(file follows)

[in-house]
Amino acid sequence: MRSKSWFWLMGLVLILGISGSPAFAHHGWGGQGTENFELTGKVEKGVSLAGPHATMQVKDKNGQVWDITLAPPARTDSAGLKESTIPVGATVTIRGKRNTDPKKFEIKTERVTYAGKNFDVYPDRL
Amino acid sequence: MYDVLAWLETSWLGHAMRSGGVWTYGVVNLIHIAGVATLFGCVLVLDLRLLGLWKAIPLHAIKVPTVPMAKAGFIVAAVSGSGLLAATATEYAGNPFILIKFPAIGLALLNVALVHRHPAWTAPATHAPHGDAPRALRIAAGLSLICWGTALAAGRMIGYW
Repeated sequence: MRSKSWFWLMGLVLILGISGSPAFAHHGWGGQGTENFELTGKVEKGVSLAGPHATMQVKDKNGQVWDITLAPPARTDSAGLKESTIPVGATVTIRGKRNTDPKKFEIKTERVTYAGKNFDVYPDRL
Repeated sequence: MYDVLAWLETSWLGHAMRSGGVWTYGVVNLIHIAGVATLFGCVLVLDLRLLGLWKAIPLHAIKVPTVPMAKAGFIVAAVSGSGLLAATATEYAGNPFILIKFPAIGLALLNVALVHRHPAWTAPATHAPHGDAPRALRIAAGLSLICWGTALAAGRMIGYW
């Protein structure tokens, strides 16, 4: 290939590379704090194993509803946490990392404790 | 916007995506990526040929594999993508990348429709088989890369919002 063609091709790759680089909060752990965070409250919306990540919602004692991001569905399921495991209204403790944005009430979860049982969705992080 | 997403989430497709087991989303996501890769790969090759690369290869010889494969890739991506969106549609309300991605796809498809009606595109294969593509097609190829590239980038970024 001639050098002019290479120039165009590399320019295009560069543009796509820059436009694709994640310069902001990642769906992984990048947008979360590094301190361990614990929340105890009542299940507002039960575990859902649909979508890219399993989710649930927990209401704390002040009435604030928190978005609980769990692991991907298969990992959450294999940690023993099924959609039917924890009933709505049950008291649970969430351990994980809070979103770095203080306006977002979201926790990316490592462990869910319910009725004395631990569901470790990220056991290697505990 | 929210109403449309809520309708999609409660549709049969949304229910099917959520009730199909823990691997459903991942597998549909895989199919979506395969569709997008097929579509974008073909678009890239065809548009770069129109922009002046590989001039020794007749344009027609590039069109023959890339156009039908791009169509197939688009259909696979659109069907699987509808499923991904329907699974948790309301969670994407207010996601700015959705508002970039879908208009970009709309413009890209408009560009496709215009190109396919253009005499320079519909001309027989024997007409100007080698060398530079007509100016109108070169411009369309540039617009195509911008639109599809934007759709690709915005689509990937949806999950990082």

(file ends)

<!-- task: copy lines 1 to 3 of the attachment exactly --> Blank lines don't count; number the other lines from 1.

[in-house]
Amino acid sequence: MRSKSWFWLMGLVLILGISGSPAFAHHGWGGQGTENFELTGKVEKGVSLAGPHATMQVKDKNGQVWDITLAPPARTDSAGLKESTIPVGATVTIRGKRNTDPKKFEIKTERVTYAGKNFDVYPDRL
Amino acid sequence: MYDVLAWLETSWLGHAMRSGGVWTYGVVNLIHIAGVATLFGCVLVLDLRLLGLWKAIPLHAIKVPTVPMAKAGFIVAAVSGSGLLAATATEYAGNPFILIKFPAIGLALLNVALVHRHPAWTAPATHAPHGDAPRALRIAAGLSLICWGTALAAGRMIGYW